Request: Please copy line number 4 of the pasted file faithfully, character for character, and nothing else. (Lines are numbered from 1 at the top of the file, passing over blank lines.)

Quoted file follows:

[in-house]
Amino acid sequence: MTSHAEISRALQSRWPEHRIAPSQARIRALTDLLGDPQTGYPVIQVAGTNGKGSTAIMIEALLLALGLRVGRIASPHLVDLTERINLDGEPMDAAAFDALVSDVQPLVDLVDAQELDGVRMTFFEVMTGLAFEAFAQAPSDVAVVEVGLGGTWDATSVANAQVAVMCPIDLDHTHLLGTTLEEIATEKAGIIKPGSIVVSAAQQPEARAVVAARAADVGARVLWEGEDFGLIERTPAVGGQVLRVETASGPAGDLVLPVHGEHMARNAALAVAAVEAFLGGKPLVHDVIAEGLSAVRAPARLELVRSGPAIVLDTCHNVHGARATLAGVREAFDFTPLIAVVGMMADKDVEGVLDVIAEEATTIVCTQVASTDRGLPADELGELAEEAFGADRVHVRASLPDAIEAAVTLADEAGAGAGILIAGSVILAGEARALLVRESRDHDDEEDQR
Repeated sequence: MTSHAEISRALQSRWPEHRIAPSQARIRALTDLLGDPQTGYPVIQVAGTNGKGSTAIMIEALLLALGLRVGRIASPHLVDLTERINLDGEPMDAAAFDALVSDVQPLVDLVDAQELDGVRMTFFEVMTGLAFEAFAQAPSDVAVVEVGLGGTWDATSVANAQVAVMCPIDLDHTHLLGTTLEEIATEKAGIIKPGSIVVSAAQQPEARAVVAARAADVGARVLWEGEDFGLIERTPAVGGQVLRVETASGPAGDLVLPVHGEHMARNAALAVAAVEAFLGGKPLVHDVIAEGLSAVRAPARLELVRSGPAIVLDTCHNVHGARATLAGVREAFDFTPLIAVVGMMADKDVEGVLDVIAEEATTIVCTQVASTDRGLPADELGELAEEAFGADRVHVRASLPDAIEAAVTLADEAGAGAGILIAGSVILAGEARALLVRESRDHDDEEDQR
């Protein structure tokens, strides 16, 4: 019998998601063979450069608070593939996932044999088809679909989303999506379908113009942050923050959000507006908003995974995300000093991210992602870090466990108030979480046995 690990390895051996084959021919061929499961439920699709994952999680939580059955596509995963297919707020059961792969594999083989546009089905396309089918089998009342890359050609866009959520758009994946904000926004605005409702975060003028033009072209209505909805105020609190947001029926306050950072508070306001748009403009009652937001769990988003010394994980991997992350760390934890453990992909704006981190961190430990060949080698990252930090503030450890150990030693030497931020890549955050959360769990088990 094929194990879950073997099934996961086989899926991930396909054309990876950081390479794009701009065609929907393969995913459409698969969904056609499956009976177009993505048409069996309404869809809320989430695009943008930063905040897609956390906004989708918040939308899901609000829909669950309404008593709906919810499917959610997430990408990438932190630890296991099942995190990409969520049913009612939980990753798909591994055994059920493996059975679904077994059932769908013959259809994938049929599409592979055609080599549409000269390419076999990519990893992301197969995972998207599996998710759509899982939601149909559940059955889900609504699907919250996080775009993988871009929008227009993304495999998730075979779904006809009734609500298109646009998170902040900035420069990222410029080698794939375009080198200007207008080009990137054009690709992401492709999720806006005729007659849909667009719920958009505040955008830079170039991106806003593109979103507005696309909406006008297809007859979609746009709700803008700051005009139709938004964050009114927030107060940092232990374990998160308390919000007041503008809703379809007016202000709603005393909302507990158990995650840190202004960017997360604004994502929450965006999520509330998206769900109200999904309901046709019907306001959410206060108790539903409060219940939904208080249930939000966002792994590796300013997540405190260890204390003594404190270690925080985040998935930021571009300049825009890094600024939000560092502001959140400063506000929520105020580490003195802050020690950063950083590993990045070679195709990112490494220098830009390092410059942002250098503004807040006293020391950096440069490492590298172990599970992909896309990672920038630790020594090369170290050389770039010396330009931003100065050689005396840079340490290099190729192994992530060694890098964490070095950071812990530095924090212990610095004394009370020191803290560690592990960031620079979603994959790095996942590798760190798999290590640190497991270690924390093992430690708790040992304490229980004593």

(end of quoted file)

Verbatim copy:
């Protein structure tokens, strides 16, 4: 019998998601063979450069608070593939996932044999088809679909989303999506379908113009942050923050959000507006908003995974995300000093991210992602870090466990108030979480046995 690990390895051996084959021919061929499961439920699709994952999680939580059955596509995963297919707020059961792969594999083989546009089905396309089918089998009342890359050609866009959520758009994946904000926004605005409702975060003028033009072209209505909805105020609190947001029926306050950072508070306001748009403009009652937001769990988003010394994980991997992350760390934890453990992909704006981190961190430990060949080698990252930090503030450890150990030693030497931020890549955050959360769990088990 094929194990879950073997099934996961086989899926991930396909054309990876950081390479794009701009065609929907393969995913459409698969969904056609499956009976177009993505048409069996309404869809809320989430695009943008930063905040897609956390906004989708918040939308899901609000829909669950309404008593709906919810499917959610997430990408990438932190630890296991099942995190990409969520049913009612939980990753798909591994055994059920493996059975679904077994059932769908013959259809994938049929599409592979055609080599549409000269390419076999990519990893992301197969995972998207599996998710759509899982939601149909559940059955889900609504699907919250996080775009993988871009929008227009993304495999998730075979779904006809009734609500298109646009998170902040900035420069990222410029080698794939375009080198200007207008080009990137054009690709992401492709999720806006005729007659849909667009719920958009505040955008830079170039991106806003593109979103507005696309909406006008297809007859979609746009709700803008700051005009139709938004964050009114927030107060940092232990374990998160308390919000007041503008809703379809007016202000709603005393909302507990158990995650840190202004960017997360604004994502929450965006999520509330998206769900109200999904309901046709019907306001959410206060108790539903409060219940939904208080249930939000966002792994590796300013997540405190260890204390003594404190270690925080985040998935930021571009300049825009890094600024939000560092502001959140400063506000929520105020580490003195802050020690950063950083590993990045070679195709990112490494220098830009390092410059942002250098503004807040006293020391950096440069490492590298172990599970992909896309990672920038630790020594090369170290050389770039010396330009931003100065050689005396840079340490290099190729192994992530060694890098964490070095950071812990530095924090212990610095004394009370020191803290560690592990960031620079979603994959790095996942590798760190798999290590640190497991270690924390093992430690708790040992304490229980004593």